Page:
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What is the Independent Custody Visiting Scheme?
The Independent Custody Visiting was established in 1984 on a non-statutory basis to provide assurance to local communities about how those in the custody of the police are being treated. In 2003 custody visiting became statutory and the Home office issued and a Code of Practice to which PCCs and Independent Custody Visitors should have regard in carrying out their relevant functions. To accompany the Code of Practice the Independent Custody Visiting Association (ICVA) produced National Standards which form the third and final part of the framework of rules and guidance to support effective custody visiting.
The Independent Custody Visitors (ICVs) undertake visits in pairs to one of the 3 Custody Suites in Leicester; Beaumont Leys (14 cells), Euston Street (36 cells) and Keyham Lane (17 cells). ICVs speak with the detainees to ensure they are being treated fairly and correctly and also examine the conditions of the cells and custody suite as a whole. They bring any issues arising to the attention of the Detention Officer and then complete a reporting sheet which is sent to the Force and the Office of the Police and Crime Commissioner.
You can read more about the scheme in detail and how it fits into the PCC’s statutory duties in the Annual Report.
Who are Independent Custody Visitors?
Independent Custody Visitors are a team made up of volunteers from the local community. ICVs come from a variety of backgrounds and sections from the community and must be able to interact with others from a variety of different backgrounds. ICV’s must be over 18 but there is no upper age limit. For more information about the criteria and application process please see ‘Becoming an ICV’.
What happens on an Independent Custody Visit?
ICV’s arrive at the custody suite front desk unannounced- the custody suite staff are not to be informed prior to the start of the visit.
ICV’s show Identity cards and gain access to the Suite. Access should be immediate unless there is a health and safety reason preventing immediate access. The time of arrival and time of entry to the custody suite is recorded on the visit form.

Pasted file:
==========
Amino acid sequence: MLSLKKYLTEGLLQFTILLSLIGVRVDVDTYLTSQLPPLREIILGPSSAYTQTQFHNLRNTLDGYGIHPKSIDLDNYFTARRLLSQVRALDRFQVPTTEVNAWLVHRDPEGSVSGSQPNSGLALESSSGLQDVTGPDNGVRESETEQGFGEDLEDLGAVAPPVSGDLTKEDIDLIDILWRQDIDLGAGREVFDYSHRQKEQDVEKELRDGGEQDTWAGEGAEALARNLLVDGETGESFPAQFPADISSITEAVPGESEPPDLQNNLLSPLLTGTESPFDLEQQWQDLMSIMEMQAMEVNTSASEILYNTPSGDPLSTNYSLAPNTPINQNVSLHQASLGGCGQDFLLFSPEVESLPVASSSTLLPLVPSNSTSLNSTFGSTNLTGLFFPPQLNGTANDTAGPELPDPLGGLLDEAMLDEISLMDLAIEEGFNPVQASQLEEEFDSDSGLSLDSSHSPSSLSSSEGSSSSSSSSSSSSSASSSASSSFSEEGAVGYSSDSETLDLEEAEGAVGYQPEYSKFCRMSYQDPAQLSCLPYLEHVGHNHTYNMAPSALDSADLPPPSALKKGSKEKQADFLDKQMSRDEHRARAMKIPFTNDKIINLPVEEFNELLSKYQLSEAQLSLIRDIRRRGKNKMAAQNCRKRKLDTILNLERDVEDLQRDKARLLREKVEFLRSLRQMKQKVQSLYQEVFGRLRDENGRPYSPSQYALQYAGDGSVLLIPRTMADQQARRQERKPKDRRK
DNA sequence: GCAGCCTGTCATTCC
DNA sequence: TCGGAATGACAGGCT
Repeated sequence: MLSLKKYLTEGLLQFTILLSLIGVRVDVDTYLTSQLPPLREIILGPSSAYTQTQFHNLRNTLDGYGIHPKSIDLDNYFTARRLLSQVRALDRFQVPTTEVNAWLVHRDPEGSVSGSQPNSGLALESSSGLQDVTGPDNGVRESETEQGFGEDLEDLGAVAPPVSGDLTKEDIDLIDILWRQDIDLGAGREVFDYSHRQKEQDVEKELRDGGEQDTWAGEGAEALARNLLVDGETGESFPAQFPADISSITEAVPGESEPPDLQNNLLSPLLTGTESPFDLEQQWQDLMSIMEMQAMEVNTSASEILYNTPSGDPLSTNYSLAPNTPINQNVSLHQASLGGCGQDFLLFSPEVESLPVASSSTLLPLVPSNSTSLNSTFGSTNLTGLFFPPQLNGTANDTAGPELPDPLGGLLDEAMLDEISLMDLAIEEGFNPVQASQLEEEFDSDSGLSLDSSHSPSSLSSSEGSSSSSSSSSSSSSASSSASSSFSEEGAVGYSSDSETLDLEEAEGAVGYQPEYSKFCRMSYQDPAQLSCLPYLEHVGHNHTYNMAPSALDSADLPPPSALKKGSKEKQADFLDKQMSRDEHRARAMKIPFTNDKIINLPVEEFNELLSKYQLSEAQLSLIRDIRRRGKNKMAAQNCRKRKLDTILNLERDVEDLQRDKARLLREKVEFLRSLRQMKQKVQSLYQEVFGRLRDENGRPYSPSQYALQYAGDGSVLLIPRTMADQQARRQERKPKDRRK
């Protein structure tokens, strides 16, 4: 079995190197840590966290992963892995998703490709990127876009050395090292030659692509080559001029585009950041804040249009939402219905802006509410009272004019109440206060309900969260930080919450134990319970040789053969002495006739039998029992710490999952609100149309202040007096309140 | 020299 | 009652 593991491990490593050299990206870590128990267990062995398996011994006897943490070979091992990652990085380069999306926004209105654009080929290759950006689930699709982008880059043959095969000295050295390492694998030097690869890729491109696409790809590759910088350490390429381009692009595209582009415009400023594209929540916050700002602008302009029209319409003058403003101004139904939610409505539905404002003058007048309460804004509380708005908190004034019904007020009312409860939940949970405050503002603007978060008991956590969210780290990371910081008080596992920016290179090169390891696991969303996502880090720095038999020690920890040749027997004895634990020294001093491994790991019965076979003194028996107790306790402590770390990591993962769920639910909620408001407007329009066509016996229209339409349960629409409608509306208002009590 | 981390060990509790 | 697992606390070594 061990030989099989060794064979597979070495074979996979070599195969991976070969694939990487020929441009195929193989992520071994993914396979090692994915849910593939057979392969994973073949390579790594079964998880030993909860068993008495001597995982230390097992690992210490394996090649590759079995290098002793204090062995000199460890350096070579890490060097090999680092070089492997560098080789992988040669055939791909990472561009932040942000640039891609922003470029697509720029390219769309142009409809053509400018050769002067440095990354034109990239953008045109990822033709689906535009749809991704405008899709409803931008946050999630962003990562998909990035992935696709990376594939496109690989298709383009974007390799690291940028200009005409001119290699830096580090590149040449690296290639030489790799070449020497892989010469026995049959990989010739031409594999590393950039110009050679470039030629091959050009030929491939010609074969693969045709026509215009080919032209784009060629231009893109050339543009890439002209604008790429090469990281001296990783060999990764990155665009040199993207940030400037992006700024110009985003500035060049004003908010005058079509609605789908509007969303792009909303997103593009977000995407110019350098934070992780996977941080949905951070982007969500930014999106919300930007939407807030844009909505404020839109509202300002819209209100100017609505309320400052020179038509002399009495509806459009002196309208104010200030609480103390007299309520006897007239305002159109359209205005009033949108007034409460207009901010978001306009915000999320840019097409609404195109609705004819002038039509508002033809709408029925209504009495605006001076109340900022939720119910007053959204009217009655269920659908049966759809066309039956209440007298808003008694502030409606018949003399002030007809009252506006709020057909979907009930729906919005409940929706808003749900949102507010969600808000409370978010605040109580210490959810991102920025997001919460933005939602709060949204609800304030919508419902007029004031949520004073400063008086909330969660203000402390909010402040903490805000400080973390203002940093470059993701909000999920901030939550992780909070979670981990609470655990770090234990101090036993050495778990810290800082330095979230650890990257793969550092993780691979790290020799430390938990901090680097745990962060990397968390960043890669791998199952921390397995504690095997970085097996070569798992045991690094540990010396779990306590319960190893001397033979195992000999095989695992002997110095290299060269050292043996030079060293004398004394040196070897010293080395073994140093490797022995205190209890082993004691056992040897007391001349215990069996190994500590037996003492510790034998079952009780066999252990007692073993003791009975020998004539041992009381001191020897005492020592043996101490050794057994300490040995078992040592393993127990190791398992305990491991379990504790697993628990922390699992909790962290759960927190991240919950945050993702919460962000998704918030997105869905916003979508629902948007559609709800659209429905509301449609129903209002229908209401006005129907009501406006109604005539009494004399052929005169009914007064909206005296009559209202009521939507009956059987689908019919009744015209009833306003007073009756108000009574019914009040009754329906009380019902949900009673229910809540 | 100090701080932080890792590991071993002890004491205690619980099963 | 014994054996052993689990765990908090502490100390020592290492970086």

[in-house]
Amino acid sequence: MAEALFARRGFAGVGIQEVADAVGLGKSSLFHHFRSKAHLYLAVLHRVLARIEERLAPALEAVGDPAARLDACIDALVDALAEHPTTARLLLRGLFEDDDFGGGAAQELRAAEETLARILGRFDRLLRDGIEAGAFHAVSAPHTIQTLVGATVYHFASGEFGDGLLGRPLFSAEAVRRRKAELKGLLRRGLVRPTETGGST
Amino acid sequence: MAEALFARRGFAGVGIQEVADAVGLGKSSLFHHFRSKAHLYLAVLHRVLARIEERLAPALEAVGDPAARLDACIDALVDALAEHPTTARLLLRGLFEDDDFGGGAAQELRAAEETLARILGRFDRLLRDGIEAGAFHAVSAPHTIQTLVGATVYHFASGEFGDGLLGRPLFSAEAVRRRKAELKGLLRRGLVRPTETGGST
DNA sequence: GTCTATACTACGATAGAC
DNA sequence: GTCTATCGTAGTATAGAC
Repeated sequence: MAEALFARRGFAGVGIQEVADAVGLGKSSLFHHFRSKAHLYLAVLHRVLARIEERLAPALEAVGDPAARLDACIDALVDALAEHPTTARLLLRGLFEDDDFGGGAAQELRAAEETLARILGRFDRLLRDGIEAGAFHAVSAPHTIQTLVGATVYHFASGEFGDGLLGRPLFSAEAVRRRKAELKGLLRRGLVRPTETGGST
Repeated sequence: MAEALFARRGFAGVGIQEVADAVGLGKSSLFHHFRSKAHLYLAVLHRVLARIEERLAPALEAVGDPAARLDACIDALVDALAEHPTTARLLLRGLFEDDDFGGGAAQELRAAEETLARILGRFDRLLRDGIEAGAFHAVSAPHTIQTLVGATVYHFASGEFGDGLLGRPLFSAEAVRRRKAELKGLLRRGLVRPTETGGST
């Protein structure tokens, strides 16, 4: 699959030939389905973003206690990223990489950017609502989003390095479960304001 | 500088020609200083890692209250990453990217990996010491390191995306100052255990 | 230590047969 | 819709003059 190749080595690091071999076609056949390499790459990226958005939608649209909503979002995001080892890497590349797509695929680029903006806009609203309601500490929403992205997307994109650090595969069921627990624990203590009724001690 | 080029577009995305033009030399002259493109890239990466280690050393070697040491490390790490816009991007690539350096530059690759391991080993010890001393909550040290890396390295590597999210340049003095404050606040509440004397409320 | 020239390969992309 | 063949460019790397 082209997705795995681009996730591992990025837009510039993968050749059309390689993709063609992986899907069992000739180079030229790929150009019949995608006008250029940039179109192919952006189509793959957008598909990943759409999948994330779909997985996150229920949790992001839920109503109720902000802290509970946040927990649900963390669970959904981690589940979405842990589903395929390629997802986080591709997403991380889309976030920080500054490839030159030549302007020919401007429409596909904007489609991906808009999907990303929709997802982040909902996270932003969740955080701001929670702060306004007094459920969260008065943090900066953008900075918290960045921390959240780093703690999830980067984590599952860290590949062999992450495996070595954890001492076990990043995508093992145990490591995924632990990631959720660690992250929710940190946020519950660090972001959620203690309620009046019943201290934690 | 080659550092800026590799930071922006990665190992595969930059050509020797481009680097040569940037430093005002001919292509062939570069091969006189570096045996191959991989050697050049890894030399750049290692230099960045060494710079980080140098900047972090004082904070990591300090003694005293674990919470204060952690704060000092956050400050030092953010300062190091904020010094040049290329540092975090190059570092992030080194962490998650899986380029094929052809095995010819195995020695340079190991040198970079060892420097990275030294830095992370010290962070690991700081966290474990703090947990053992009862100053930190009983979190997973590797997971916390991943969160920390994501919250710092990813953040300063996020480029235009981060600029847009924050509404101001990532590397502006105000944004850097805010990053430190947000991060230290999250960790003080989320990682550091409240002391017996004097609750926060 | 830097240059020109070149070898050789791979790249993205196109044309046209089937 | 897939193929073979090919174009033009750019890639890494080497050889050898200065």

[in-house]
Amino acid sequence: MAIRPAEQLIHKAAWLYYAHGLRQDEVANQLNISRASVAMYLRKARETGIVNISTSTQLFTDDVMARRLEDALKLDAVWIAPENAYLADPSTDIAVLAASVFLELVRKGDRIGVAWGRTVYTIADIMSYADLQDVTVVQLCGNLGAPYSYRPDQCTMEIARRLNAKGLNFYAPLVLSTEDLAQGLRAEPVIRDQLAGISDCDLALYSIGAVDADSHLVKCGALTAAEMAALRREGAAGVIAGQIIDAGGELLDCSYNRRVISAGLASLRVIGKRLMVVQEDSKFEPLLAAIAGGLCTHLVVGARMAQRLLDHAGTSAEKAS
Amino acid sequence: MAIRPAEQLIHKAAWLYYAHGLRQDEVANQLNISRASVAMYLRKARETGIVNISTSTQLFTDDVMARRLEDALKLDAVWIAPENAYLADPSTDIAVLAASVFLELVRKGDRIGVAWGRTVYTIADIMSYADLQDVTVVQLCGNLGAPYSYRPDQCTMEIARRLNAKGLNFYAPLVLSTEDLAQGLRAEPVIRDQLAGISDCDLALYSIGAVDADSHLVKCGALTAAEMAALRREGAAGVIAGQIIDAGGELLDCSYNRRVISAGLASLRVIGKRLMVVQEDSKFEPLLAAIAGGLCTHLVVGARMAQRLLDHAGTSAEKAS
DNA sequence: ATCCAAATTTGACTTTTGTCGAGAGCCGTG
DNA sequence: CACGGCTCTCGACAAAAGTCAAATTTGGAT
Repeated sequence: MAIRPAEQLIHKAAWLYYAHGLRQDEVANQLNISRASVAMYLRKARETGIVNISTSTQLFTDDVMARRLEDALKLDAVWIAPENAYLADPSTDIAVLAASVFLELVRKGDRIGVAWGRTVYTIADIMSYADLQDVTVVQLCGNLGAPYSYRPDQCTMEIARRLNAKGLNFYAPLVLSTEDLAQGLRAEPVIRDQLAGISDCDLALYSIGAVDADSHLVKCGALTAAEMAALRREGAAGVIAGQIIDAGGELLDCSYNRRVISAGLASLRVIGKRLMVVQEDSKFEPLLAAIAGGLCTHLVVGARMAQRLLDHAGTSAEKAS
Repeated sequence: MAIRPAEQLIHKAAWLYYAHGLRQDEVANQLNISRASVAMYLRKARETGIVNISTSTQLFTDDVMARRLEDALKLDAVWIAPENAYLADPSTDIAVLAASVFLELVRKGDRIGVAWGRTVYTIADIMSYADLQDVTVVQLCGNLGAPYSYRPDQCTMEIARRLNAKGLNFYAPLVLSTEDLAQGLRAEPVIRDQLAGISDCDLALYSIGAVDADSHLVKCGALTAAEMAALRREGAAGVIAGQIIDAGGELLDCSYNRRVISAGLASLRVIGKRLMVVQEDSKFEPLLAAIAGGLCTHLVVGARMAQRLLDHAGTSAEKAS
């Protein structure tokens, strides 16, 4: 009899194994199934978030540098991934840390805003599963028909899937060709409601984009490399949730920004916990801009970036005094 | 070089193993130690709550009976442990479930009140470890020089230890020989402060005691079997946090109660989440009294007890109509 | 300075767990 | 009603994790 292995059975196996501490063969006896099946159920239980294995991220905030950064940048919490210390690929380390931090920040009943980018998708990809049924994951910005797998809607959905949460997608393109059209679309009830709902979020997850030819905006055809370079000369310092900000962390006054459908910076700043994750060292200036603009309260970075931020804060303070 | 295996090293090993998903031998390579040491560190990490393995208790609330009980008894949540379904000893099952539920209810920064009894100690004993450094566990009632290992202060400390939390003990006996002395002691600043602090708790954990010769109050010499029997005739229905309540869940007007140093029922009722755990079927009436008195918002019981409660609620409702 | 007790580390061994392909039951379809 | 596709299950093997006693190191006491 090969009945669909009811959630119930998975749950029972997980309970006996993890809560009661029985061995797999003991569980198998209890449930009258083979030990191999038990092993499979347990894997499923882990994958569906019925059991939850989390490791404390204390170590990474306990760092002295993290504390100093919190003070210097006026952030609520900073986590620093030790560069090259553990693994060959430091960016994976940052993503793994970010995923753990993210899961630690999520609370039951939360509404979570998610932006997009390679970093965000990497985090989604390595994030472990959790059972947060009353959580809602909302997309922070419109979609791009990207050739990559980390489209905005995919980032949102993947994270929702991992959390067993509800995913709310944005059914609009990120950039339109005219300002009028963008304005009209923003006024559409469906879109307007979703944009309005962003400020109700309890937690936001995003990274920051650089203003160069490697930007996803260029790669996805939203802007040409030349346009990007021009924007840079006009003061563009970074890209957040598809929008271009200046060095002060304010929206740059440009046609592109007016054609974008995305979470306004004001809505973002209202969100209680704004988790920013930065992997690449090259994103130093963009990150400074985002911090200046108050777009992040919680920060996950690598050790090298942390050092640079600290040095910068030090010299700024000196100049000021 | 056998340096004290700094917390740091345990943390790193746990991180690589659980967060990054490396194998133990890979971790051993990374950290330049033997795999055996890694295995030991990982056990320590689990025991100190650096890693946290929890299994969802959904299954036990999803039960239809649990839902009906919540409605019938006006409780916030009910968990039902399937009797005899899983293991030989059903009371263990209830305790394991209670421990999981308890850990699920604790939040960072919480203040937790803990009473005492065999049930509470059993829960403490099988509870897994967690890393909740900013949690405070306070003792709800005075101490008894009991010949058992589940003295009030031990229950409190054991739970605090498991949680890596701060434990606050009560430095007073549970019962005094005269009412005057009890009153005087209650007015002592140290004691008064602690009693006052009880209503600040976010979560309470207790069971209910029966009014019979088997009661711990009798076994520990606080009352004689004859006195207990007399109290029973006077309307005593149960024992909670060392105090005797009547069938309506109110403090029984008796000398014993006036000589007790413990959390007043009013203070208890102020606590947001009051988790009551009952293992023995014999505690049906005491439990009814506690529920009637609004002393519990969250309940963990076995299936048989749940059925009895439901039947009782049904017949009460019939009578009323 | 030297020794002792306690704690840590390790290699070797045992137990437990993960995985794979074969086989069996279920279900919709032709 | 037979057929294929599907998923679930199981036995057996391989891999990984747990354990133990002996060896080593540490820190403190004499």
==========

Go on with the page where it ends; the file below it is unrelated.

The ICV’s record on the form the number of people in detention. The Detention Officer accompanies the ICV’s to each cell, but does not go into the cell. The ICV’s then self-introduce themselves and ask the detainee if they wish to speak with them. They record the yes or no on the visit form and then ask the detainee about their treatment so far and record the outcome of the conversation. ICVs also ask the detainee if they consent to them viewing the record kept on them since being detained in custody. After the ICV’s have seen the detainees they wish to see they then inspect other areas in the suite such as the kitchen and interview rooms (if not in use) and ensure they are clean, tidy and safe etc. The ICV’s then view any records they have received consent for and raise any issues with the custody suite staff.
The role of Independent custody visitor is voluntary and is open to anyone who meets the following criteria: are over 18; live or work within Leicester, Leicestershire or Rutland; are able to visit the three suites in the Leicester Area; are able to communicate well with a diverse range of people; are able to work as part of a team; are flexible and reliable; are a good listener; are objective and non-judgemental; are able to maintain confidentiality; have no connection with the Criminal Justice System; have lived in the UK for at least 3 years.
We are committed to equal opportunities and encourage applications from all sections of the community irrespective of age, gender, ethnic group, disability, sexual orientation or religious belief/faith.
All potential ICVs are required to complete an application form which will be considered by an appointment panel. After the applications have been reviewed, shortlisted candidates will be asked to attend a formal Interview. Candidates who are successful at interview will be appointed subject to the receipt of satisfactory references and police vetting. Please be aware that vetting will require potential candidates to provide personal information, some information about family members and to disclose any criminal convictions. This is due to the position of trust volunteers will be placed in.
New ICVs will be comprehensively trained and supported by the team Co-Ordinator and deputies, will undertake a ‘mock’ visit to familiarise themselves with the role and will have the option of having a ‘buddy’ to ensure they feel supported and welcomed into the role. If you feel this is something you would like to become involved in please contact the OPCC at firstname.lastname@example.org or by calling 0116 229 8980 for more information.
Training and Expenses
A comprehensive training programme is provided and includes sessions on the legal and procedural aspects of the role, the relevant aspects of Code C of PACE and the Human Rights Act, health and safety, data protection, the role of the Custody Sergeant, police complaints procedures and diversity awareness. There is also ongoing support from other ICVs and the Scheme administrators. The Scheme administrators are members of the OPCC who receive and process visit forms, deal with expenses and act as point of contact for the visitors. The ICV role is voluntary and unpaid role however ICVs are reimbursed for any expenses incurred for travel to and from training, meetings and custody visits.
The Annual Report
You can read the latest Annual Report. This report contains further information on the scheme as well as the latest visiting statistics and some of the issues raised throughout the year.
For more information please go to our Frequently Asked Questions page.
Please find below documentation in relation to the Custody Visiting Scheme:-
A short video from an Independent Custody Visitor.